Inductive reasoning is the idea that a conclusion is drawn from multiple premises. We tend to understand certain concepts by building up details from prior knowledge to reach a certain idea. However, this approach to learning has its limitations. Not all conclusions can be drawn from what we know because we aren’t always all knowing about certain concepts. We are also left with no room for drawing conclusions about the future because not all premises are consistent. Different philosophers have gone into detail to make it clear why problems of induction exist and they’ve offered up their own solutions. If exceptions are made to the process of inductive reasoning, or at least different understandings, many problems can be avoided.
To understand the problems behind induction in philosophy, it’s first necessary to comprehend what it actually is. Inductive reasoning is the process of concluding from detailed facts to reach general principles, often referred to as the scientific method (Trimmer). Through induction, we infer and interpret from what has been observed already to understand a greater idea of a whole. Because the process requires outside knowledge, this approach to comprehending general ideas requires evidence from the premises to reach a true conclusion. However, philosophical induction more so suggests a truth rather than guaranteeing it. It’s important that the evidence used in premises to reach conclusions is reliable because it is used to notice patterns to make probably conclusions. For example, there is question as to why many students have transferred out of a statistics class. For evidence, specified examples of students with failing grades are presented. Then the mathematics dep...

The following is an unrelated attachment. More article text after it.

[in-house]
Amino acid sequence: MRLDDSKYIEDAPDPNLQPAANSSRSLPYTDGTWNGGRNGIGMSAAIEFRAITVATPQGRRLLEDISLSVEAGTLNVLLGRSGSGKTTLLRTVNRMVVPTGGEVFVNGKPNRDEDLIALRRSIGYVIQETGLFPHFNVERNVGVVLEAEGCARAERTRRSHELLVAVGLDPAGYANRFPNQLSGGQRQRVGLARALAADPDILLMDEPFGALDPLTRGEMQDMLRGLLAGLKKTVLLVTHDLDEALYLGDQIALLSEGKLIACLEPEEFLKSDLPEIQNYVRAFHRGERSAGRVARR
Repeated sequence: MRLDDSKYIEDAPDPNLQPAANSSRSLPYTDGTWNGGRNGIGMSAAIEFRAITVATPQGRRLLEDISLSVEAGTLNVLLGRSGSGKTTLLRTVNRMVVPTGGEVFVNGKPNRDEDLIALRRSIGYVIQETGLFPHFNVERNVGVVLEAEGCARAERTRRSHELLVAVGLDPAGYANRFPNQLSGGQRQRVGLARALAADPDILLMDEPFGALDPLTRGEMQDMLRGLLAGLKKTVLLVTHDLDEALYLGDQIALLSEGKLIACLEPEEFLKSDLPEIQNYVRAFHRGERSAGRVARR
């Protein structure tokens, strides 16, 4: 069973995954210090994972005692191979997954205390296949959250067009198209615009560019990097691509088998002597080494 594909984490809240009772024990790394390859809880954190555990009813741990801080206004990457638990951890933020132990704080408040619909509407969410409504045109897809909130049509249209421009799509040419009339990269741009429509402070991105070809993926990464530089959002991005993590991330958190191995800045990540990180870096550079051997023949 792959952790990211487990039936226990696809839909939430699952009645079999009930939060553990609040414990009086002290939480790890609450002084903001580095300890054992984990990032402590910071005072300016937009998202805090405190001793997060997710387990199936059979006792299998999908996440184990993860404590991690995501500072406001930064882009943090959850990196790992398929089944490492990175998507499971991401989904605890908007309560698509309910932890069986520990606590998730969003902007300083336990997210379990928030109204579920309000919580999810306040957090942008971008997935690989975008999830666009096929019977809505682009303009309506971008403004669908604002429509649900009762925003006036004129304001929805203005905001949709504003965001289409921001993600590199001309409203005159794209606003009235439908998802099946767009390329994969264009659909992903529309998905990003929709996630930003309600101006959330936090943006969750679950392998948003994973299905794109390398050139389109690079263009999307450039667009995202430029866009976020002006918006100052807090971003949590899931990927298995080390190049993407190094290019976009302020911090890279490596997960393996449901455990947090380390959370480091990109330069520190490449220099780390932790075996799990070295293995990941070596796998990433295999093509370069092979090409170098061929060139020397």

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...the premises will hold true in the future because it’s been an ongoing pattern. It’s reasonable to believe this has the greatest chance of predictive success and that doing otherwise is unreasonable, therefore there is justification in using inductive reasoning.
Inductive reasoning does have many flaws to it, but it is a method that we cannot avoid. Though it does not ensure one hundred percent accuracy, it does point out probable generalizations that typically lead to appropriate conclusions. Induction is unavoidable so it is necessary that all comprehend where one could go wrong with the process and how to go right. As long as it’s understood that induction does not produce perfect truths, the approach should continue to be used as regularly as it is. One cannot prevent the practice of inductive thinking, therefore we must recognize how it should be managed.
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